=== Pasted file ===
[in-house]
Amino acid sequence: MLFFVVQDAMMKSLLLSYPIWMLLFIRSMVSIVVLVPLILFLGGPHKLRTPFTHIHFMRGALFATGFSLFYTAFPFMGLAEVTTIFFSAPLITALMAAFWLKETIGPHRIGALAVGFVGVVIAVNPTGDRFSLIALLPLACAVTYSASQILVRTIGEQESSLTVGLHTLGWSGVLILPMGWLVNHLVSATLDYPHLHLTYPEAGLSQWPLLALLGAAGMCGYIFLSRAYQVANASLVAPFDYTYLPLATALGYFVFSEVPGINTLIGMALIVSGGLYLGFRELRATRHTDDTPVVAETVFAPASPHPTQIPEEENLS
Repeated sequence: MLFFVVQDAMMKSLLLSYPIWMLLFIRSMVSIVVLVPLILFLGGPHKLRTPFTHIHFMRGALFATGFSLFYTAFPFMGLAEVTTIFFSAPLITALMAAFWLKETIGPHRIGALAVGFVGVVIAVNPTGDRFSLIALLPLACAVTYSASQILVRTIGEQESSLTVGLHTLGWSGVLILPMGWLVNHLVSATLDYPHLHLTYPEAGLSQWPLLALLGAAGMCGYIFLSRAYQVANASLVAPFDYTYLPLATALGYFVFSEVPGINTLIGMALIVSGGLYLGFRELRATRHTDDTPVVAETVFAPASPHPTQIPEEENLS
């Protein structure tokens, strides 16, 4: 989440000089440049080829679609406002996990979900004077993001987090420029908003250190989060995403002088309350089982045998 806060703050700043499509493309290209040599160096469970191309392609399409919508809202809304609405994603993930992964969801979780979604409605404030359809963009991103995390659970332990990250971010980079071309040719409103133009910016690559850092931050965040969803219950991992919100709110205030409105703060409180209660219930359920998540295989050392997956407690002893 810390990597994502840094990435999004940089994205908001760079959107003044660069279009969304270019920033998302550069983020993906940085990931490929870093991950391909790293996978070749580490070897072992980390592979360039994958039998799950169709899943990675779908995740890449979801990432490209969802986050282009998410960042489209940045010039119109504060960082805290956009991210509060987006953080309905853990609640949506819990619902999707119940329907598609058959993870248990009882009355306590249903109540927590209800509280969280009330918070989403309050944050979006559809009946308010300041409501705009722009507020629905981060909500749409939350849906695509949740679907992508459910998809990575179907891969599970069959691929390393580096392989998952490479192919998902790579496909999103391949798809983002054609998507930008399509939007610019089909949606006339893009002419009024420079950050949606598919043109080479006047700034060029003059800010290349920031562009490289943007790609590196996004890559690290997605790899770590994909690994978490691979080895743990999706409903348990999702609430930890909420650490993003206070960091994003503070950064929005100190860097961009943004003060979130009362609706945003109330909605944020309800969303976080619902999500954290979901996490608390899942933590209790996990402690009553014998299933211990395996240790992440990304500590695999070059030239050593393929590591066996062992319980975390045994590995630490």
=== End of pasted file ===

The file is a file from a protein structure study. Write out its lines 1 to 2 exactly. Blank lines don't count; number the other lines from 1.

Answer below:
[in-house]
Amino acid sequence: MLFFVVQDAMMKSLLLSYPIWMLLFIRSMVSIVVLVPLILFLGGPHKLRTPFTHIHFMRGALFATGFSLFYTAFPFMGLAEVTTIFFSAPLITALMAAFWLKETIGPHRIGALAVGFVGVVIAVNPTGDRFSLIALLPLACAVTYSASQILVRTIGEQESSLTVGLHTLGWSGVLILPMGWLVNHLVSATLDYPHLHLTYPEAGLSQWPLLALLGAAGMCGYIFLSRAYQVANASLVAPFDYTYLPLATALGYFVFSEVPGINTLIGMALIVSGGLYLGFRELRATRHTDDTPVVAETVFAPASPHPTQIPEEENLS